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Introduction to Explosive Welding

To form an explosive weld the following conditions need to occur:


Two surfaces that need to be joined are initially spaced at a small distance (standoff distance). An explosive force brings these two surfaces together progressively at a collision front. The collision front's velocity must be lower than the speed of sound in the materials, so that the shock wave precedes the bond being formed. If not, the shockwave would interfere with the contacted surfaces preventing a bond occurring. The interfacial pressure at the collision front must exceed the yield strength of the materials, so that plastic deformation will occur.

A jet of metal is formed just ahead of the collision front, comprising of the two component surfaces, which is finally ejected from the interface. The surfaces and any surface contaminants are removed in the jet. Behind the collision front, the now clean surfaces bond, under extreme pressure, in the solid state. This dynamic welding situation is shown in Fig.1. In cross section, the materials usually bond together in an undulating wave form and the process can weld a parent plate of thickness 0.025mm to over 1m (the maximum flyer plate thickness is one third that of the parent plate). Up to 30m2 can be welded in one explosion.

Fig.1. Dynamic situation at the collision front showing the jetting mechanism

Current Status Explosive welding was first recognised as a solid state process in 1944 when solid state welding had occurred between two metallic discs which had been in contact with a detonator. It was not until the 1960s that the process was exploited commercially throughout the world. The process was mainly used to clad large areas of one metal with another. The materials that are commonly clad are shown in Fig.2.

Fig.2. Common clad material combinations

Current issues More recently the process has moved away from simple cladding and is used to produce corrosion resistant pressure vessels, transition joints for shipbuilding, electrical busbars and heat exchangers for nuclear installations. Future developments of the technique might create advanced composite structures for the aerospace industry. Benefits The advantages of explosive welding over conventional welding techniques are as follows:

Used to join dissimilar metals Achieves high bond strength Maintains parent metal qualities Achieves welds over large areas Requires low capital outlay Produces minimal distortion of parent metals Enables remote welding to take place Enables welding in hostile environments

Introduction Explosive welding is a solid state welding process, which uses a controlled explosive detonation to force two metals together at high pressure. The resultant composite system is joined with a durable, metallurgical bond.

Explosive welding under high velocity impact was probably first recognized by Garl in 1944. Explosive welding was first recognized as a possibility in 1957 in the United States when it was observed by Philipchuck that metal sheets being explosively formed occasionally stuck to the metal dies. Between that and now the process has been developed fully with large applications in the manufacturing industry. It has been found to be possible to weld together combinations of metals, which are impossible, by other means. The Process This is a solid state joining process. When an explosive is detonated on the surface of a metal, a high pressure pulse is generated. This pulse propels the metal at a very high rate of speed. If this piece of metal collides at an angle with another piece of metal, welding may occur. For welding to occur, a jetting action is required at the collision interface. This jet is the product of the surfaces of the two pieces of metals colliding. This cleans the metals and allows to pure metallic surfaces to join under extremely high pressure. The metals do not commingle, they are atomically bonded. Due to this fact, any metal may be welded to any metal (i.e.- copper to steel; titanium to stainless). Typical impact pressures are millions of psi. Fig. 1 shows the explosive welding process.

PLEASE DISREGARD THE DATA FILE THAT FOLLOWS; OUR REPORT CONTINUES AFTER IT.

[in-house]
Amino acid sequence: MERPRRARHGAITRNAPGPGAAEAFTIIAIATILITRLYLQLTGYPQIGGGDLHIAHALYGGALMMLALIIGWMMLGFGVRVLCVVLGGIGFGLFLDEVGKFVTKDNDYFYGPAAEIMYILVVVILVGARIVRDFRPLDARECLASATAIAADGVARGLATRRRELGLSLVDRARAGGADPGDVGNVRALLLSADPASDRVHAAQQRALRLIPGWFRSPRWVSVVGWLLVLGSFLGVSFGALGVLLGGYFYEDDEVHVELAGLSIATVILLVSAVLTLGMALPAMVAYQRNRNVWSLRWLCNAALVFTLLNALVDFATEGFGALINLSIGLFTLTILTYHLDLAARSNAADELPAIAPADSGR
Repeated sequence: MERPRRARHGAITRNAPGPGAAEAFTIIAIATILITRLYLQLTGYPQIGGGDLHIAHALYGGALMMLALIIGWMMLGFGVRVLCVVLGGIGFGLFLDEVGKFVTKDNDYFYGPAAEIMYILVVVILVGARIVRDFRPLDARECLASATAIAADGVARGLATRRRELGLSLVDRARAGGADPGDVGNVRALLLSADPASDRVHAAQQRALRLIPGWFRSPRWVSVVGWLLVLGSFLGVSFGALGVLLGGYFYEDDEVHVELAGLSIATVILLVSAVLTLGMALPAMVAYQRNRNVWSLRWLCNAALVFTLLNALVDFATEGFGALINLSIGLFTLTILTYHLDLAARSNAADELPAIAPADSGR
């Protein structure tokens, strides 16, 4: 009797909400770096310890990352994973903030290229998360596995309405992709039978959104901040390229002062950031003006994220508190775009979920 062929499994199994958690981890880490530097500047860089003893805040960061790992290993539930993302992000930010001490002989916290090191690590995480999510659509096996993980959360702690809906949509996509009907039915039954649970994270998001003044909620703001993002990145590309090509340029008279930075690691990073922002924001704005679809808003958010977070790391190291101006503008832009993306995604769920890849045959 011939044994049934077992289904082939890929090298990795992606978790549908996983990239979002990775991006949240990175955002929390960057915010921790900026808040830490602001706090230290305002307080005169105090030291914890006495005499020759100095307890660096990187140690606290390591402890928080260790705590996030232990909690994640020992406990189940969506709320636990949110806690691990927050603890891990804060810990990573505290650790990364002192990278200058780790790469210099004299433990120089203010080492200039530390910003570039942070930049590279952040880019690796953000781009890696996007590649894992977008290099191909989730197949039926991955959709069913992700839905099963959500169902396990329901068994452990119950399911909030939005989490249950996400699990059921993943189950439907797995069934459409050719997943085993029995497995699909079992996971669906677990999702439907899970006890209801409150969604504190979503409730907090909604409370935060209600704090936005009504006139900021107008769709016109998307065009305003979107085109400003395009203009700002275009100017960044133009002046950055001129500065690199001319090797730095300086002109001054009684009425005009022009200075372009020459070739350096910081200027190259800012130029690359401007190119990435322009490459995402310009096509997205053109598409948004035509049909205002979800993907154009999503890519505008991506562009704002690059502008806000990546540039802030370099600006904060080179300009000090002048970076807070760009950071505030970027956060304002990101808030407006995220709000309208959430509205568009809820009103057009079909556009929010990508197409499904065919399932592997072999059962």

Explosives The commonly used high explosives are Explosive RDX (Cyclotrimethylene trinitramine, C3H6N6O6 PETN (Pentaerythritol tetranitrate, C5H8N12O4) TNT (Trinitrotoluene, C7H5N3O6) Tetryl (Trinitrophenylmethylinitramine, C7H5O8N5) Lead azide (N6Pb) Datasheet Ammonium nitrate (NH4NO3) Applications 1. Joining of pipes and tubes. 2. Major areas of the use of this method are heat exchanger tube sheets and pressure vessels. 3. Tube Plugging. 4. Remote joining in hazardous environments. 5. Joining of dissimilar metals - Aluminium to steel, Titanium alloys to Cr Ni steel, Cu to stainless steel, Tungsten to Steel, etc. 6. Attaching cooling fins. 7. Other applications are in chemical process vessels, ship building industry, cryogenic industry, etc. Advantages 1) Can bond many dissimilar, normally unweldable metals. 2) 3) 4) 5) 6) 7) Minimum fixturing/jigs. Simplicity of the process. Extremely large surfaces can be bonded. Wide range of thicknesses can be explosively clad together. No effect on parent properties. Small quantity of explosive used. Detonation velocity , m/s 8100 8190 6600 7800 5010 7020 2655

Limitations 1. The metals must have high enough impact resistance, and ductility. 2. Noise and blast can require operator protection, vacuum chambers, buried in sand/water. 3. The use of explosives in industrial areas will be restricted by the noise and ground vibrations caused by the explosion. 4. The geometries welded must be simple flat, cylindrical, conical.